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Add Your Voice to the 2020 Jakarta EE Developer Survey

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Our third annual Jakarta EE Developer Survey is now open and I encourage everyone to take a few minutes and complete the survey before the April 30 deadline. Your input is extremely important.

With your feedback, the entire Java ecosystem will have a better understanding of the requirements, priorities, and perceptions in the global Java developer community. This understanding enables a clearer view of the Java industry landscape, the challenges Java developers are facing, and the opportunities for enterprise Java stakeholders in the cloud native era.

The Jakarta EE Developer Survey is one of the Java industry’s largest developer surveys. Since the survey’s inception, we’ve received thousands of responses from developers around the world, including 1,700 responses in 2019 — a clear indication the Java developer community recognizes the value of the survey results.

Last year, we were able to share critical insight into the state of cloud native innovation for enterprise Java development globally, including expected growth rates for Java apps in the cloud as well as leading architectures, applications, and technologies. We were also able to share the community’s top priorities for Jakarta EE.

This year, we’re asking developers to tell us more about their next steps for Java and cloud native development and their choices for architectures, technologies, and tools as cloud native resources for Java mature.

With this updated information, platform vendors, enterprises, and individual developers in the Java ecosystem will have a better understanding of how the cloud native world for enterprise Java is unfolding and what that means for their strategies and businesses. And the Jakarta EE community at the Eclipse Foundation will have a better understanding of the community’s top priorities for future Jakarta EE releases.

The Jakarta EE Developer Survey is your opportunity to add your voice to the global Java ecosystem and we’re counting on our entire community to help us gain the broadest possible view of the state of cloud native technologies in the context of enterprise Java. Best of all, this year we’ve organized the survey so it takes less than 10 minutes to complete!

To access the survey, click here.

Written by Mike Milinkovich

April 7, 2020 at 8:02 am

Theia: An Open Source Alternative to Visual Studio Code

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With the release of Eclipse Theia 1.0, organizations and vendors that build cloud and desktop integrated development environments (IDEs) have a production-ready, vendor-neutral, and open source framework for creating customized development environments for both desktops and browsers. Theia is an all-new code base with independent governance from the Eclipse desktop IDE.

Theia delivers an open source, extensible and adaptable platform that provides all of the capabilities of VS Code but which can be tailored to specific use cases. It can also leverage all of the extensions available for Microsoft Visual Studio (VS) Code — one of the world’s most popular development environments.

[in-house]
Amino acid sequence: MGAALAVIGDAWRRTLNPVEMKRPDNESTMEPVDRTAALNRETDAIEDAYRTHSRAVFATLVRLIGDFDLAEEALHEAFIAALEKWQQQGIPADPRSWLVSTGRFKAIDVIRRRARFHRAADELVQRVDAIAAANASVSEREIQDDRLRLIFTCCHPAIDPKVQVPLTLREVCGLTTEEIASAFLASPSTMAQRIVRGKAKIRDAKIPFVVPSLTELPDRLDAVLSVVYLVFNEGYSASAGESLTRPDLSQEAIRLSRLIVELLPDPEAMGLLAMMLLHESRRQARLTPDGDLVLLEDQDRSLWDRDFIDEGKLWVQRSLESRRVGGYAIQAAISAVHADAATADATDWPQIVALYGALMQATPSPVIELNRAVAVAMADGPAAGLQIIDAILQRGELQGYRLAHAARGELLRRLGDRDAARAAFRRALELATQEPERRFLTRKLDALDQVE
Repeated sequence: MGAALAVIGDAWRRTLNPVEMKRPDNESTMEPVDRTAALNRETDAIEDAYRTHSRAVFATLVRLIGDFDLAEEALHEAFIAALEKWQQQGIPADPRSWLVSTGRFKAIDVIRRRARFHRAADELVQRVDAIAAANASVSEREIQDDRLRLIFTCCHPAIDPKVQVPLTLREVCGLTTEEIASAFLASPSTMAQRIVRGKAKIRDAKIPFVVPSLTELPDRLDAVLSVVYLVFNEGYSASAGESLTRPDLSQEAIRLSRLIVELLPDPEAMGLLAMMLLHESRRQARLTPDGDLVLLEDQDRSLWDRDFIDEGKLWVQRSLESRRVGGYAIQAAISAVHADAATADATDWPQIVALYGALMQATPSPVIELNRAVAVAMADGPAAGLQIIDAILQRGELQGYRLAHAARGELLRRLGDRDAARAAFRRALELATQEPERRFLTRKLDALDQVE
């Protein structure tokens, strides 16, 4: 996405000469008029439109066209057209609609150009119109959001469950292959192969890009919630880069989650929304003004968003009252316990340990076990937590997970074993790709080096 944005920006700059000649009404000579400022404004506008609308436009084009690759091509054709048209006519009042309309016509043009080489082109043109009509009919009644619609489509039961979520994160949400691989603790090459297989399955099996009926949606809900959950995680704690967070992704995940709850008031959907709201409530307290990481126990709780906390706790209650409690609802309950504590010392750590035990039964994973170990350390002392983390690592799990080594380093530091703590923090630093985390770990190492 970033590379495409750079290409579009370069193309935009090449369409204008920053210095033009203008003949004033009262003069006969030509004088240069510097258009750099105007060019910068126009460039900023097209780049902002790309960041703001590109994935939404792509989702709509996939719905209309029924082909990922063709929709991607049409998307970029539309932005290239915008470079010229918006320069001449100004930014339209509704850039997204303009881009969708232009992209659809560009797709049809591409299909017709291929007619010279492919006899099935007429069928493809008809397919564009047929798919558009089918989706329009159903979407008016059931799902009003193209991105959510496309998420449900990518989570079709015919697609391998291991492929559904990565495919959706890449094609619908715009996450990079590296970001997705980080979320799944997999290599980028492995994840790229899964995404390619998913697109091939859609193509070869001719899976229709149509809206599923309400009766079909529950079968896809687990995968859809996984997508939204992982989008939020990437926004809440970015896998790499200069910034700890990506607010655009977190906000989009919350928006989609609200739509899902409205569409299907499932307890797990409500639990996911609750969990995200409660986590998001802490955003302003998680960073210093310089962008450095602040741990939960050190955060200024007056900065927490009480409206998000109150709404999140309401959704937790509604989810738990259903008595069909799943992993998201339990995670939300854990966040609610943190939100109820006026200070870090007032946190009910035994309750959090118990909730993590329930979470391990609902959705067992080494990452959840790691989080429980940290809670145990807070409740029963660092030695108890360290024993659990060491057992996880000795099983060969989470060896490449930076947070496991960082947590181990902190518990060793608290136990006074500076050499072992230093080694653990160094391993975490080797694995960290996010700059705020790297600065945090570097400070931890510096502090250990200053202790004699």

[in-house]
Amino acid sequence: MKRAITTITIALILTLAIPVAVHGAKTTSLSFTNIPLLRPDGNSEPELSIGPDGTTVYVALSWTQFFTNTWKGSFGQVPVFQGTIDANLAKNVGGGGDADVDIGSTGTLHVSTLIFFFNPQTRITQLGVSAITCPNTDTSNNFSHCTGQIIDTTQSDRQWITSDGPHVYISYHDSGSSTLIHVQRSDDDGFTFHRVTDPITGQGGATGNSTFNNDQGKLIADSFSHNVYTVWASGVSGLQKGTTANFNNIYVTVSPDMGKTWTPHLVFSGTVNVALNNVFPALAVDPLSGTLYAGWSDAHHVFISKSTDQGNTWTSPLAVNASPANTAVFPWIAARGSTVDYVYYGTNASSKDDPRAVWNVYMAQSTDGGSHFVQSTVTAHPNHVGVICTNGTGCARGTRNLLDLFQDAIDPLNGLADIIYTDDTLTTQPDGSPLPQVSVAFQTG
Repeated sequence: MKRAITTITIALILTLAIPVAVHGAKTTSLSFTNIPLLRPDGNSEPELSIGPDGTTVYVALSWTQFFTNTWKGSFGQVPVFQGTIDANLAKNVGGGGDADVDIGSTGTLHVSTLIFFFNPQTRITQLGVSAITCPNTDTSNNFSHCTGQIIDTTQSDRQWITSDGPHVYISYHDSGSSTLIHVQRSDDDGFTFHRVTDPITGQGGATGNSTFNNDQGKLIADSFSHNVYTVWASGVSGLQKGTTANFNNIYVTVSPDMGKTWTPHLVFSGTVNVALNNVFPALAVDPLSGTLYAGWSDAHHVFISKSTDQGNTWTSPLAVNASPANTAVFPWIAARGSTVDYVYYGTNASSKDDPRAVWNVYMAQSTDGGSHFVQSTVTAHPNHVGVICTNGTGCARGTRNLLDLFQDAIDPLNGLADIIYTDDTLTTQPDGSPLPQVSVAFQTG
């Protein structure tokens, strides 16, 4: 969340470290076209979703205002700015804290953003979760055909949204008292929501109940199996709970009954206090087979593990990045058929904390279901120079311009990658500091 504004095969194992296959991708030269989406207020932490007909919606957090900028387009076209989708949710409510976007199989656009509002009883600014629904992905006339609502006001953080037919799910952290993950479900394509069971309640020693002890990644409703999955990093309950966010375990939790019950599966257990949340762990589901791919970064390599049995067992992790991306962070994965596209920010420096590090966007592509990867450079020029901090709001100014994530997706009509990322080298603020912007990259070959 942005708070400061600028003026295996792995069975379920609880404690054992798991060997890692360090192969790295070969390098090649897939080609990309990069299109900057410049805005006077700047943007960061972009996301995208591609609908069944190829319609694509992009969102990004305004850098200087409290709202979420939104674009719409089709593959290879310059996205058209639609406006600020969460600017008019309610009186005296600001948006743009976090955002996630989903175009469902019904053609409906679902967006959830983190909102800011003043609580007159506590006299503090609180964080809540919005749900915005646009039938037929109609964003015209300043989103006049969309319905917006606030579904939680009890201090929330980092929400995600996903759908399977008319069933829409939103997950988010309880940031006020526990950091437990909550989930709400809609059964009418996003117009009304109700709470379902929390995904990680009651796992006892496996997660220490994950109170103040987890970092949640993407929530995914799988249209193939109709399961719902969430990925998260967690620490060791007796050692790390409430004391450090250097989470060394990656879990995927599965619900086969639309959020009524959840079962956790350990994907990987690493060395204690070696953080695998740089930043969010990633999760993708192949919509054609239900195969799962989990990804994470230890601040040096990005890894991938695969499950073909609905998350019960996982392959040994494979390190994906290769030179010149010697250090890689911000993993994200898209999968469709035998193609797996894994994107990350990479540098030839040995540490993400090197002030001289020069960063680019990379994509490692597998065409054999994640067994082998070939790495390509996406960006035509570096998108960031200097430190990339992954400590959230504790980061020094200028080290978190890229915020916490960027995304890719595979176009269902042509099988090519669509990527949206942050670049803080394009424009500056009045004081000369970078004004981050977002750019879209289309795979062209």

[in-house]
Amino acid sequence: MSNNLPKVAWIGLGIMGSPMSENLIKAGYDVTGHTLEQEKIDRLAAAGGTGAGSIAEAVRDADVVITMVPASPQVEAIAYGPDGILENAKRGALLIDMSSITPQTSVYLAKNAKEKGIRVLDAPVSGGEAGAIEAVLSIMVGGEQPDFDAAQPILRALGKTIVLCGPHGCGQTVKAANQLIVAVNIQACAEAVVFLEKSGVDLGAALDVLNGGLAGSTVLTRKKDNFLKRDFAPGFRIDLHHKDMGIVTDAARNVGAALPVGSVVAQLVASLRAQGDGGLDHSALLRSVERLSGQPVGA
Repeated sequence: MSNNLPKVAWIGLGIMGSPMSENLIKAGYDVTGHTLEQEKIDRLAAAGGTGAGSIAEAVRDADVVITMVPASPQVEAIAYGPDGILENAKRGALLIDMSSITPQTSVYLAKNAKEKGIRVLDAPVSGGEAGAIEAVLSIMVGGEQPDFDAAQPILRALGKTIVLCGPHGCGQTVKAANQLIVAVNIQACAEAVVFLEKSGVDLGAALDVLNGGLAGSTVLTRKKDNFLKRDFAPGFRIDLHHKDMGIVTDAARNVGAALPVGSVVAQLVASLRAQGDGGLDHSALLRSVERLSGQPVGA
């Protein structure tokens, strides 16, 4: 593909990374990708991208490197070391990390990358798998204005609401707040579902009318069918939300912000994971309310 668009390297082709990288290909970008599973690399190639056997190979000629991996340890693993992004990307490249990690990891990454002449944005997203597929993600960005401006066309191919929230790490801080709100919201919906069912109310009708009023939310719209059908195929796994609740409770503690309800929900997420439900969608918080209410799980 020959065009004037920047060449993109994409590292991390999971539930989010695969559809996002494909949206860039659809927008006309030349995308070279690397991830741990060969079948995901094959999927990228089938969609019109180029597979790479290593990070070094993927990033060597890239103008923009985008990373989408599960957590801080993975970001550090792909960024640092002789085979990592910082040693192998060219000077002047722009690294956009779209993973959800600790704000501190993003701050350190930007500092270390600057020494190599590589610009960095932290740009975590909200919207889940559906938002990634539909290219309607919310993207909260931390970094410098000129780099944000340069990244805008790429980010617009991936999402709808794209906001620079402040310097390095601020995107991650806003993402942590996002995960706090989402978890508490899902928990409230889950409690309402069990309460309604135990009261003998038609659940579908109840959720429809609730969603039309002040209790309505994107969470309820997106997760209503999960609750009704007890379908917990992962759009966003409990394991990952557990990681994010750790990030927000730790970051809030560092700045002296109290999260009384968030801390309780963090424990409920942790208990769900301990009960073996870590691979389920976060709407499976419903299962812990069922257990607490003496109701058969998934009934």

Industry Leaders Are Adopting Theia

The Theia project was started in 2016 by Ericsson and TypeFox. In addition to Eclipse Che using Theia as its web IDE, many organizations of all sizes rely on Theia as the foundational building block for their development environments:

  • Arm Mbed Studio builds on the Theia IDE
  • Google Cloud Shell runs Theia as its editor
  • The default IDE for Red Hat CodeReady Workspaces is based on Eclipse Theia
  • The frontend of Arduino Pro IDE is based on Theia
  • Gitpod’s development environment is based on Theia
  • SAP Business Application Studio (the next generation of SAP Web IDE) is based on Theia

Other prominent adopters include D-Wave Systems, EclipseSource, and IBM.

Last year, Theia’s momentum and adoption reached the point where the project team approached the Eclipse Foundation to host the project. With over 375 open source projects, we’ve established a track record of the vendor-neutral governance, processes, and the community building needed to further guide Theia’s growth.

Today, Theia is one of the Eclipse projects promoted by the Eclipse Cloud Development Tools Working Group (ECD WG), an industry collaboration focused on delivering development tools for, and in, the cloud.

Theia Goes Beyond VS Code

Theia is being developed by a diverse group of contributors, committers and supporting companies such TypeFox, Ericsson, Red Hat and ARM. With over fifty committers and contributors over the past three months, it is a fast-moving, welcoming, and open community where contributions are accepted from all.

Theia’s more than an alternative to VS Code. The main differentiator between Theia and VS Code is that Theia is specifically intended to be adopted by other companies and communities to build and deploy a modern web-based developer experience. VS Code is great, but it is only ever going to be a Microsoft product.

Theia is intended to be modified, extended, and distributed by folks who want to create developer tools that look as great as VS Code (including using the same Monaco Editor) and can make use of the VS Code extension ecosystem. Of course, it is licensed under the EPL 2.0, so it is easy for organizations or individuals to build and ship products using Theia.

Theia also provides important advantages that give IDE developers considerably more freedom and flexibility than VS Code offers. For example, Theia’s architecture is designed to be more modular and extensible than the VS Code so developers have a greater ability to customize their solutions for specific requirements. VS Code enables a great extension ecosystem. Theia goes beyond that and is designed to be modified and extended at all levels of its architecture.